Beyond Good and Evil: The Adiaphoric Company [Book Review]
David Bourget (Western Ontario)
David Chalmers (ANU, NYU)
Rafael De Clercq
Ezio Di Nucci
Jack Alan Reynolds
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Journal of Business Ethics 96 (3):425 - 434 (2010)
In this article, six demoralising processes in the context of the company are identified. These processes promote a realm of ' being-with', in which outcomes of human interaction are evaluated on rational grounds, and on whether or not a particular action accorded with stipulated ethical rules. Thereby the realm of 'being-for', in which individuals are supported to take increased responsibility, is marginalized. The conclusion made is that not only do the demoralizing processes systematically produce moral distance between humans, which weakens individual spontaneous outbursts of sympathy to take increased moral responsibility, they also promise to release individuals from their moral ambivalence by declaring organised action morally indifferent. Organisational action is, in other words, declared as adiaphoric - beyond good and evil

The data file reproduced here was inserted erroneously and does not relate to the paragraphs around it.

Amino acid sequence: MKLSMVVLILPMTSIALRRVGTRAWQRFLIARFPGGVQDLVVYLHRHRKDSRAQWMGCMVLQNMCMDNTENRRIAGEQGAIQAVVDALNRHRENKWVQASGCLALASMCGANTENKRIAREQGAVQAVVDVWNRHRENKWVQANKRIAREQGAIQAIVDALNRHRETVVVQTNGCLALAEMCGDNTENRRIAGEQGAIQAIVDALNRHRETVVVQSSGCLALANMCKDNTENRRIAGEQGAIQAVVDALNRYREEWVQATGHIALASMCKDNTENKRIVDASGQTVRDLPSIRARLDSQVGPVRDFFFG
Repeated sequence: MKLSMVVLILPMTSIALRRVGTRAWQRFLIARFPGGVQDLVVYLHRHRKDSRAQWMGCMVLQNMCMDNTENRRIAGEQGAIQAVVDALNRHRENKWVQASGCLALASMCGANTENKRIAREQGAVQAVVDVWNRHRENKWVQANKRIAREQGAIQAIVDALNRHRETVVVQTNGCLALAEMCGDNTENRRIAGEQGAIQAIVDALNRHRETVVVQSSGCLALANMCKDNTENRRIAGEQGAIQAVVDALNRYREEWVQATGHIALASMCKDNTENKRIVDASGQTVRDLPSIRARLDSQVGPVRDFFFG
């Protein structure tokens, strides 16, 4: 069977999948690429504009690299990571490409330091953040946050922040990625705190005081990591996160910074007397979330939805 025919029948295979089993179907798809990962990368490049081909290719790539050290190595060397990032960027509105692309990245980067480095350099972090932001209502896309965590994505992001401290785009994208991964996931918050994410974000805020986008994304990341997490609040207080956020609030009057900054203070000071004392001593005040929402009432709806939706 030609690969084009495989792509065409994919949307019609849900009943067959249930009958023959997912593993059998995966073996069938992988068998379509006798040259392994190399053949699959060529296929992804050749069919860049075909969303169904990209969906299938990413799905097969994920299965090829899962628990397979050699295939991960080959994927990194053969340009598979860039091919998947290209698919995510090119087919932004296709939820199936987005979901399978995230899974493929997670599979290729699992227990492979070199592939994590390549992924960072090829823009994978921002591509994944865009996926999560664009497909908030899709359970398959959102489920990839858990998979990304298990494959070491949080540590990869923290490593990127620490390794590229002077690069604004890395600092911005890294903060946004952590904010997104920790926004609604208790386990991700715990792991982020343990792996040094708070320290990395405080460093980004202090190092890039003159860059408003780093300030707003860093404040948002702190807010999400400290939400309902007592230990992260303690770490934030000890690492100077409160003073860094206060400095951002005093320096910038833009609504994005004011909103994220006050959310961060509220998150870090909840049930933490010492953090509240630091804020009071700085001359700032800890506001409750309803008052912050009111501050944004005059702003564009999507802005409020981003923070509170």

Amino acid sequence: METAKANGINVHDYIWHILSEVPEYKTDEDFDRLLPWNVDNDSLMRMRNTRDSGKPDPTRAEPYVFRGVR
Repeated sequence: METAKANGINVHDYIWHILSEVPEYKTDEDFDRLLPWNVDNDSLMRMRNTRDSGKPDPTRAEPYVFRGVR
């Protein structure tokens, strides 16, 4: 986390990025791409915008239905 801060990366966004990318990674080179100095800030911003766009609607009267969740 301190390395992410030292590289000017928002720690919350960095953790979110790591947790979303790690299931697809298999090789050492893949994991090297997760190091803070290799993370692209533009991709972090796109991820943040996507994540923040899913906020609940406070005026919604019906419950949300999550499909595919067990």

|Keywords||adiaphorisation business ethics demoralising processes morality|
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References found in this work BETA
John Rawls (1971). A Theory of Justice. Harvard University Press.
Richard Rorty (1989). Contingency, Irony, and Solidarity. Cambridge University Press.
Seyla Benhabib (1992). Situating the Self: Gender, Community, and Postmodernism in Contemporary Ethics. Routledge.
Peter Singer (2002). One World: The Ethics of Globalization. Yale University Press.
Zygmunt Bauman (1993). Postmodern Ethics. Blackwell.
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